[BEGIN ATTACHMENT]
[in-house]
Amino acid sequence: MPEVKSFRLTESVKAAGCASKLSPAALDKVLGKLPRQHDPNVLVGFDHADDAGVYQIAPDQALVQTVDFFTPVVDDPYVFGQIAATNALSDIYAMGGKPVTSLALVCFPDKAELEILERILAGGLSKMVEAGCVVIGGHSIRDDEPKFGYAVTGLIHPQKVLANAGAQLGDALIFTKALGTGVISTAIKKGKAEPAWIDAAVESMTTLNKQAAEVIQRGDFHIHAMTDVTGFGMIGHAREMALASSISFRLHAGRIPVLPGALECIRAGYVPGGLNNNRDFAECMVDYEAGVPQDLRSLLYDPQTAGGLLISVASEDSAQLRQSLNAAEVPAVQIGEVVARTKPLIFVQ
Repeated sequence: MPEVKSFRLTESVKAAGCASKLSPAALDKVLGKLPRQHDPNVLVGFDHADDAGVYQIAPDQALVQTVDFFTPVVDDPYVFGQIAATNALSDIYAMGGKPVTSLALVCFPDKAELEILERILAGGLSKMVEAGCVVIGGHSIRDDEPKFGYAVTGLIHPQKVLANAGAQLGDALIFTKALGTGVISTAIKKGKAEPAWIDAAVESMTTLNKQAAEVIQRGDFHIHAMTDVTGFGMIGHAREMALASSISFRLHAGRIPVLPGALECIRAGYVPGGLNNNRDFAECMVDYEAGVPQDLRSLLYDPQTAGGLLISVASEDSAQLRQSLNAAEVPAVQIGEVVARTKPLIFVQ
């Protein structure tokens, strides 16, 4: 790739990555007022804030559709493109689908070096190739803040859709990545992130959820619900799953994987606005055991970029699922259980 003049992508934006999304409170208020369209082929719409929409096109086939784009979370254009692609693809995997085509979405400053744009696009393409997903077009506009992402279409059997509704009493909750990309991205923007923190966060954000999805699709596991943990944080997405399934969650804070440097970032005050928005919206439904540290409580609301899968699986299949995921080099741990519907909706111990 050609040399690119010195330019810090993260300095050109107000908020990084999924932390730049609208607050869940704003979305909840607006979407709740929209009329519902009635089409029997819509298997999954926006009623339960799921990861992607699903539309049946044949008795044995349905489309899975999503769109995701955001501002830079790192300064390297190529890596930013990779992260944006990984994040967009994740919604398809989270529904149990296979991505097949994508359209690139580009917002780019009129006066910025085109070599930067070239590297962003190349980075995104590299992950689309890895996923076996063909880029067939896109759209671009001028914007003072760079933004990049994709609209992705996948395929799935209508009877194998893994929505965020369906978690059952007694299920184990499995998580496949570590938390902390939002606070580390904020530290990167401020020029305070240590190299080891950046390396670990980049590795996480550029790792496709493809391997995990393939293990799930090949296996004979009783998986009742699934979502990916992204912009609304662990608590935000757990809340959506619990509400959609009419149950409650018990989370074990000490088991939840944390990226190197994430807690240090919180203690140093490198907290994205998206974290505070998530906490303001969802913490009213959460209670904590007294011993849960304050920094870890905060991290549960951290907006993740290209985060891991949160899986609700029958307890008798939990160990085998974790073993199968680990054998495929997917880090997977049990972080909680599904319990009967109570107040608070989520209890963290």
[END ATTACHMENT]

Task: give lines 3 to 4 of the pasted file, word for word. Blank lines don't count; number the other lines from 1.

Repeated sequence: MPEVKSFRLTESVKAAGCASKLSPAALDKVLGKLPRQHDPNVLVGFDHADDAGVYQIAPDQALVQTVDFFTPVVDDPYVFGQIAATNALSDIYAMGGKPVTSLALVCFPDKAELEILERILAGGLSKMVEAGCVVIGGHSIRDDEPKFGYAVTGLIHPQKVLANAGAQLGDALIFTKALGTGVISTAIKKGKAEPAWIDAAVESMTTLNKQAAEVIQRGDFHIHAMTDVTGFGMIGHAREMALASSISFRLHAGRIPVLPGALECIRAGYVPGGLNNNRDFAECMVDYEAGVPQDLRSLLYDPQTAGGLLISVASEDSAQLRQSLNAAEVPAVQIGEVVARTKPLIFVQ
């Protein structure tokens, strides 16, 4: 790739990555007022804030559709493109689908070096190739803040859709990545992130959820619900799953994987606005055991970029699922259980 003049992508934006999304409170208020369209082929719409929409096109086939784009979370254009692609693809995997085509979405400053744009696009393409997903077009506009992402279409059997509704009493909750990309991205923007923190966060954000999805699709596991943990944080997405399934969650804070440097970032005050928005919206439904540290409580609301899968699986299949995921080099741990519907909706111990 050609040399690119010195330019810090993260300095050109107000908020990084999924932390730049609208607050869940704003979305909840607006979407709740929209009329519902009635089409029997819509298997999954926006009623339960799921990861992607699903539309049946044949008795044995349905489309899975999503769109995701955001501002830079790192300064390297190529890596930013990779992260944006990984994040967009994740919604398809989270529904149990296979991505097949994508359209690139580009917002780019009129006066910025085109070599930067070239590297962003190349980075995104590299992950689309890895996923076996063909880029067939896109759209671009001028914007003072760079933004990049994709609209992705996948395929799935209508009877194998893994929505965020369906978690059952007694299920184990499995998580496949570590938390902390939002606070580390904020530290990167401020020029305070240590190299080891950046390396670990980049590795996480550029790792496709493809391997995990393939293990799930090949296996004979009783998986009742699934979502990916992204912009609304662990608590935000757990809340959506619990509400959609009419149950409650018990989370074990000490088991939840944390990226190197994430807690240090919180203690140093490198907290994205998206974290505070998530906490303001969802913490009213959460209670904590007294011993849960304050920094870890905060991290549960951290907006993740290209985060891991949160899986609700029958307890008798939990160990085998974790073993199968680990054998495929997917880090997977049990972080909680599904319990009967109570107040608070989520209890963290």